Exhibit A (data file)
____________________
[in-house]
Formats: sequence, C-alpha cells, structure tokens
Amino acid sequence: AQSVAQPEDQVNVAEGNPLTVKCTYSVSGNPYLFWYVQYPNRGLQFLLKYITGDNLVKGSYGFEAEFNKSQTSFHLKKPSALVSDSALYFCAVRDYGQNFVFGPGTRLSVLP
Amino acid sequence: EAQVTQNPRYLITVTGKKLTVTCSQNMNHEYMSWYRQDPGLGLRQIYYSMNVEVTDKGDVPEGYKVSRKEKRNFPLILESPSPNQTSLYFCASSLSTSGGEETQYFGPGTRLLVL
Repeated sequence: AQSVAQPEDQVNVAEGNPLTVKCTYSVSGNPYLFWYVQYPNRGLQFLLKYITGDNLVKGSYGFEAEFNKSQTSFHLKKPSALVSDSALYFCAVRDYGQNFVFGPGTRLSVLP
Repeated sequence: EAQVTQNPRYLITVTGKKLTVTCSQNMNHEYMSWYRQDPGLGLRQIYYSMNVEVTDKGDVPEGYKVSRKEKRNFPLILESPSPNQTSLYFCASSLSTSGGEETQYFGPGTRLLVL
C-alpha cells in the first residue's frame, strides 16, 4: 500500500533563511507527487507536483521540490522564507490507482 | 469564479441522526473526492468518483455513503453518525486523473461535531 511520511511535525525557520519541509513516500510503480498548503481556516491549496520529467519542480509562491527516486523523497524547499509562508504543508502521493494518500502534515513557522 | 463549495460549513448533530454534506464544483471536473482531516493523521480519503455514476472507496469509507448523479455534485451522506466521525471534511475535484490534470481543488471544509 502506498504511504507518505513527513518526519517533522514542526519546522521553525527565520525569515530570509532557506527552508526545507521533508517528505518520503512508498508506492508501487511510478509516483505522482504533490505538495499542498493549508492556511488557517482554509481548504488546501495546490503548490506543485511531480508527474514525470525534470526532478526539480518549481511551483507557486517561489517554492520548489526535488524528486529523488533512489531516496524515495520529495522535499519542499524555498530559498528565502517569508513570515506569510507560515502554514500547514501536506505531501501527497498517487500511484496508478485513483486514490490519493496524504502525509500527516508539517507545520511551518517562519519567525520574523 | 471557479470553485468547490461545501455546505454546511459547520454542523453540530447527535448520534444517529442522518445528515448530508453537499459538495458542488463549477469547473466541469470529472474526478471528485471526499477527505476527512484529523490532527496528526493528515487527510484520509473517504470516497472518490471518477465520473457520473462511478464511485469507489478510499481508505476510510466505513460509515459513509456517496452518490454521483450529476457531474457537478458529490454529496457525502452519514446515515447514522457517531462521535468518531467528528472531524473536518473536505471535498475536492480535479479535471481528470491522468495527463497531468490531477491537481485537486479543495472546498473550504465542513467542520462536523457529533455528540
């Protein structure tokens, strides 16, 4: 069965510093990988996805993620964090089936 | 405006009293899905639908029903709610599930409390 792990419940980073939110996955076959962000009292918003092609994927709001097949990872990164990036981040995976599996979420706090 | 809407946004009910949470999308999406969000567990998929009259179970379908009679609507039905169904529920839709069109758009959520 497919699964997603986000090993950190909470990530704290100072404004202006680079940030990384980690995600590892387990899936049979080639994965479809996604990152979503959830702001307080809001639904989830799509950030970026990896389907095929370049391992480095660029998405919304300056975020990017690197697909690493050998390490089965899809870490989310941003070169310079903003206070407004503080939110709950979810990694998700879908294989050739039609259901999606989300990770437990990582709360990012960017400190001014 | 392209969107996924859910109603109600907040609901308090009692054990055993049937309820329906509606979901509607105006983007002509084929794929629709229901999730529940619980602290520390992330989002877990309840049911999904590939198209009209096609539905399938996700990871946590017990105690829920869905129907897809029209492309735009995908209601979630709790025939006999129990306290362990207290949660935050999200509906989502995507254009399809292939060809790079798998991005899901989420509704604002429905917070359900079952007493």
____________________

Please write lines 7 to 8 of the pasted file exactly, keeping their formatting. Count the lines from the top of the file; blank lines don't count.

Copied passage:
C-alpha cells in the first residue's frame, strides 16, 4: 500500500533563511507527487507536483521540490522564507490507482 | 469564479441522526473526492468518483455513503453518525486523473461535531 511520511511535525525557520519541509513516500510503480498548503481556516491549496520529467519542480509562491527516486523523497524547499509562508504543508502521493494518500502534515513557522 | 463549495460549513448533530454534506464544483471536473482531516493523521480519503455514476472507496469509507448523479455534485451522506466521525471534511475535484490534470481543488471544509 502506498504511504507518505513527513518526519517533522514542526519546522521553525527565520525569515530570509532557506527552508526545507521533508517528505518520503512508498508506492508501487511510478509516483505522482504533490505538495499542498493549508492556511488557517482554509481548504488546501495546490503548490506543485511531480508527474514525470525534470526532478526539480518549481511551483507557486517561489517554492520548489526535488524528486529523488533512489531516496524515495520529495522535499519542499524555498530559498528565502517569508513570515506569510507560515502554514500547514501536506505531501501527497498517487500511484496508478485513483486514490490519493496524504502525509500527516508539517507545520511551518517562519519567525520574523 | 471557479470553485468547490461545501455546505454546511459547520454542523453540530447527535448520534444517529442522518445528515448530508453537499459538495458542488463549477469547473466541469470529472474526478471528485471526499477527505476527512484529523490532527496528526493528515487527510484520509473517504470516497472518490471518477465520473457520473462511478464511485469507489478510499481508505476510510466505513460509515459513509456517496452518490454521483450529476457531474457537478458529490454529496457525502452519514446515515447514522457517531462521535468518531467528528472531524473536518473536505471535498475536492480535479479535471481528470491522468495527463497531468490531477491537481485537486479543495472546498473550504465542513467542520462536523457529533455528540
């Protein structure tokens, strides 16, 4: 069965510093990988996805993620964090089936 | 405006009293899905639908029903709610599930409390 792990419940980073939110996955076959962000009292918003092609994927709001097949990872990164990036981040995976599996979420706090 | 809407946004009910949470999308999406969000567990998929009259179970379908009679609507039905169904529920839709069109758009959520 497919699964997603986000090993950190909470990530704290100072404004202006680079940030990384980690995600590892387990899936049979080639994965479809996604990152979503959830702001307080809001639904989830799509950030970026990896389907095929370049391992480095660029998405919304300056975020990017690197697909690493050998390490089965899809870490989310941003070169310079903003206070407004503080939110709950979810990694998700879908294989050739039609259901999606989300990770437990990582709360990012960017400190001014 | 392209969107996924859910109603109600907040609901308090009692054990055993049937309820329906509606979901509607105006983007002509084929794929629709229901999730529940619980602290520390992330989002877990309840049911999904590939198209009209096609539905399938996700990871946590017990105690829920869905129907897809029209492309735009995908209601979630709790025939006999129990306290362990207290949660935050999200509906989502995507254009399809292939060809790079798998991005899901989420509704604002429905917070359900079952007493």